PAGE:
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Saudi air strikes continue despite Yemeni Ansarullah’s announcement of three-day truce

US Rep. Ilhan Omar (D-MN) (L) talks with Speaker of the House Nancy Pelosi (D-CA) during a rally with fellow Democrats before voting on H.R. 1, or the People Act, on the East Steps of the US Capitol on March 08, 2019 in Washington, DC. (AFP photo)
Yemeni security forces inspect the scene of airstrikes that killed at least eight people and injured several others, in Sana’a, Yemen, on March 26, 2022. (Photo by Xinhua news agency)

Saudi military aircraft have bombarded residential areas in the Yemeni capital city of Sana’a and other regions, hours after the popular Ansarullah resistance movement unilaterally announced a three-day truce.

According to Yemen's Arabic-language al-Masirah television network, six civilians, including three children, were injured after Saudi warplanes struck a medical center in the coastal town of Makram on Kamaran Island early on Sunday.

Saudi jets also launched three aerial attacks on Jarban and Dhabwa neighborhoods in the Sanhan district of Sana’a. There were no immediate reports about possible casualties and the extent of damage caused.

Moreover, Saudi fighter jets carried out an air raid against al-Nahdin neighborhood in the al-Sabeen district of Sana'a, with no immediate reports about victims and damage available.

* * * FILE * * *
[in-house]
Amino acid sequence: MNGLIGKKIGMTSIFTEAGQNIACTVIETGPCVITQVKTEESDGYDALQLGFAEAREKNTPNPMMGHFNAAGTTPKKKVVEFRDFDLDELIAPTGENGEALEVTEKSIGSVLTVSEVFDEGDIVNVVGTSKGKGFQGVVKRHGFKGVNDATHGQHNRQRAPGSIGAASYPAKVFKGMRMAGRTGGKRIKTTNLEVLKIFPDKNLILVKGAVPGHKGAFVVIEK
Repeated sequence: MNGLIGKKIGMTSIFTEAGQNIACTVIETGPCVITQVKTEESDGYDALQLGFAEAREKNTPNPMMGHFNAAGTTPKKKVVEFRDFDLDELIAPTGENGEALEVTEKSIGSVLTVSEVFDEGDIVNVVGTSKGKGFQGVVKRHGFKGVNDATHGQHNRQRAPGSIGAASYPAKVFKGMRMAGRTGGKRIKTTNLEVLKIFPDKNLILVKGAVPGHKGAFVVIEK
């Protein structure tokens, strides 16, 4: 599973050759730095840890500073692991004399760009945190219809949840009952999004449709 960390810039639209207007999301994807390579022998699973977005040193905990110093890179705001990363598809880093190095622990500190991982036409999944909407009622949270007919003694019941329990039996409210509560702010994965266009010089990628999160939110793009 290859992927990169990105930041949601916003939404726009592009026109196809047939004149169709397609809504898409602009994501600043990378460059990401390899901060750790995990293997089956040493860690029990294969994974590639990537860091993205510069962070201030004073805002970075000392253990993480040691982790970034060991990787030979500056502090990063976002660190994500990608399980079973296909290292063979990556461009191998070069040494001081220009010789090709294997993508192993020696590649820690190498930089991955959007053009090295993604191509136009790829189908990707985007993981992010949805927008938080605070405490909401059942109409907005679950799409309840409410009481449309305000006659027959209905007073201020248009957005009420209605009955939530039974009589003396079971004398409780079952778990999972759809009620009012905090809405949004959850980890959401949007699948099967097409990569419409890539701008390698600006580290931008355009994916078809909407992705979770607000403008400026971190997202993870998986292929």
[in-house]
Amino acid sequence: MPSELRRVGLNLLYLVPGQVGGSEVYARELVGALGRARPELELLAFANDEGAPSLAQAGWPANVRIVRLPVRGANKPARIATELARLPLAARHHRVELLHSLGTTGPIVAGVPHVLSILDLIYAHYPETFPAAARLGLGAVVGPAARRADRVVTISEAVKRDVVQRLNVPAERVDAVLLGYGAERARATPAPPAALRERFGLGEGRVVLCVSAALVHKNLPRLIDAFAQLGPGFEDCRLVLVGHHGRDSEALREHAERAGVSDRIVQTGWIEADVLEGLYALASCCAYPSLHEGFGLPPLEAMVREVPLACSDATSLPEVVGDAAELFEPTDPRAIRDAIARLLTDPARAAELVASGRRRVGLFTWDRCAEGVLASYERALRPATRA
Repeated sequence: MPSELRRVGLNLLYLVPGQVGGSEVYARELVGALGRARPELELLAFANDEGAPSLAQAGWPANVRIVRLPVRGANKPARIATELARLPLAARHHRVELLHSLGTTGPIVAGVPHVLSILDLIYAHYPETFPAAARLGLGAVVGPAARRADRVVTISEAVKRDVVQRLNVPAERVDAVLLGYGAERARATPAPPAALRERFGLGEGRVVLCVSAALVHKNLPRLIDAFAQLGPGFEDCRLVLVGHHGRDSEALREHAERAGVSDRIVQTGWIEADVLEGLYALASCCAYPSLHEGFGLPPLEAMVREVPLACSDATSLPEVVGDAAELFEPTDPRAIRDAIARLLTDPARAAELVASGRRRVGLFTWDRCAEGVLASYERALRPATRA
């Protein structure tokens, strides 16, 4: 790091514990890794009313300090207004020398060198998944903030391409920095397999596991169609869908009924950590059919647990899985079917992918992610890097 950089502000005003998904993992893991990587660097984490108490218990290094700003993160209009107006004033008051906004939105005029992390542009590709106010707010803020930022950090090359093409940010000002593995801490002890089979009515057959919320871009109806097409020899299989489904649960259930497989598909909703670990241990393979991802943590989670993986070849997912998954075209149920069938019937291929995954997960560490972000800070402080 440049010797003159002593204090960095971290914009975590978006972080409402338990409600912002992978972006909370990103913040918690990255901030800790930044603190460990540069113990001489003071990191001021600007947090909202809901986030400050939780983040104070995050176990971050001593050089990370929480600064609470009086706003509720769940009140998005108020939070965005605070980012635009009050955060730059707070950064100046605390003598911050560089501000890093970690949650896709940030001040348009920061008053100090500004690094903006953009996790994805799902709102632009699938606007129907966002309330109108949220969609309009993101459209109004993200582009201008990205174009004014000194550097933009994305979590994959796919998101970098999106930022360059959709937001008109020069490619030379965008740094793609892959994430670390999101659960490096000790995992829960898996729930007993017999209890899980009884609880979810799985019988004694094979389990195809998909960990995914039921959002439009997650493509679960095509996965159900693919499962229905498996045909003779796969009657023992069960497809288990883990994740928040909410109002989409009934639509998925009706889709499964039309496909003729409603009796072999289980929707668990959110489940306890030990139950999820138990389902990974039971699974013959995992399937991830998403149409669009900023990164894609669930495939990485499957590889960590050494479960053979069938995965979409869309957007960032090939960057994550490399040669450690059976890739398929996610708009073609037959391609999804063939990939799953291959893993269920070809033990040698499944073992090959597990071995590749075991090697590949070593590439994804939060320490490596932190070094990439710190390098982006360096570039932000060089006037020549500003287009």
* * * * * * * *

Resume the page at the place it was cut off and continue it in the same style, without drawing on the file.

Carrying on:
The aerial assaults came hours after Chairman of Yemen’s Supreme Political Council Mahdi al-Mashat announced the suspension of retaliatory missile and drone attacks and all military actions against Saudi Arabia for a period of three days.

“This is a sincere invitation and practical steps to rebuild trust and take all the sides from the arena of talks to the arena of acts,” Mashat said.

“And we are ready to turn this declaration into a final and permanent commitment in the event that Saudi Arabia commits to ending the siege and stopping its raids on Yemen once and for all,” he added.

There was no immediate response from Saudi Arabia.

The truce came a day after a wave of drone and missile attacks hit targets across Saudi Arabia.

Spokesman for Yemeni armed forces said in a statement aired by the Arabic-language al-Masirah television network that Yemeni troops had carried out a large-scale offensive, dubbed Operation Breaking the Siege III, against a number of vital and sensitive targets deep inside Saudi Arabia, using domestically-developed ballistic and winged missiles as well as combat drones.

Brigadier General Yahya Saree stated that Yemeni troops and their allies pounded high-value sites in the Saudi capital Riyadh, energy facilities in the strategic Jizan and Najran regions, as well as an Aramco's fuel distribution station in the Red Sea port city of Jeddah among others.

“A number of bomb-laden drones targeted the oil refineries in Ras Tanura and Rabigh, as well as the Aramco oil facilities in Jizan and Najran. A barrage of winged missiles targeted Aramco oil facilities in Jeddah and  vital facilities in the Saudi capital Riyadh,” he said.